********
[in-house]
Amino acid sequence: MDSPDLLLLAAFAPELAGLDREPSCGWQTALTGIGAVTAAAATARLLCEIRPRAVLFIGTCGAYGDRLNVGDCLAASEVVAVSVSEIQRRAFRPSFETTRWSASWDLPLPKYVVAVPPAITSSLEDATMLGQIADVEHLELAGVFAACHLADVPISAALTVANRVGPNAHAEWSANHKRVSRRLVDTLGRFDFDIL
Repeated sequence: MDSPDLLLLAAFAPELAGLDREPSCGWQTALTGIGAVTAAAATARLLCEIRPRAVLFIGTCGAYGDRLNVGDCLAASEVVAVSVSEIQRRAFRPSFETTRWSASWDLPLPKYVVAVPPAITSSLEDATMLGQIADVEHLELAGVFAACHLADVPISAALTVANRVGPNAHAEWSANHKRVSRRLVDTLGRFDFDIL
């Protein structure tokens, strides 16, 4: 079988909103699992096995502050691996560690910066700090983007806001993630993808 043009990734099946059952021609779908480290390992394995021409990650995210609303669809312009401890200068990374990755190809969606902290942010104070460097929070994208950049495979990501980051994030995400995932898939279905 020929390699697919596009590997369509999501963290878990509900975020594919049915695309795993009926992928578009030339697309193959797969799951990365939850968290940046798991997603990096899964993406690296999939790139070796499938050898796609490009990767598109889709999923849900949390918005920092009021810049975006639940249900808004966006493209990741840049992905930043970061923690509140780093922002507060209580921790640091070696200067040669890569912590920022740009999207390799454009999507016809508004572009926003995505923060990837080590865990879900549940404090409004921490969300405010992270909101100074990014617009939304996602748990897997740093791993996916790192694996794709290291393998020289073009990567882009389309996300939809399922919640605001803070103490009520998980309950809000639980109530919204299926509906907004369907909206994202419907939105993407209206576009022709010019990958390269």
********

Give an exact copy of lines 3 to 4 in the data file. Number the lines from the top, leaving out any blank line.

Repeated sequence: MDSPDLLLLAAFAPELAGLDREPSCGWQTALTGIGAVTAAAATARLLCEIRPRAVLFIGTCGAYGDRLNVGDCLAASEVVAVSVSEIQRRAFRPSFETTRWSASWDLPLPKYVVAVPPAITSSLEDATMLGQIADVEHLELAGVFAACHLADVPISAALTVANRVGPNAHAEWSANHKRVSRRLVDTLGRFDFDIL
């Protein structure tokens, strides 16, 4: 079988909103699992096995502050691996560690910066700090983007806001993630993808 043009990734099946059952021609779908480290390992394995021409990650995210609303669809312009401890200068990374990755190809969606902290942010104070460097929070994208950049495979990501980051994030995400995932898939279905 020929390699697919596009590997369509999501963290878990509900975020594919049915695309795993009926992928578009030339697309193959797969799951990365939850968290940046798991997603990096899964993406690296999939790139070796499938050898796609490009990767598109889709999923849900949390918005920092009021810049975006639940249900808004966006493209990741840049992905930043970061923690509140780093922002507060209580921790640091070696200067040669890569912590920022740009999207390799454009999507016809508004572009926003995505923060990837080590865990879900549940404090409004921490969300405010992270909101100074990014617009939304996602748990897997740093791993996916790192694996794709290291393998020289073009990567882009389309996300939809399922919640605001803070103490009520998980309950809000639980109530919204299926509906907004369907909206994202419907939105993407209206576009022709010019990958390269």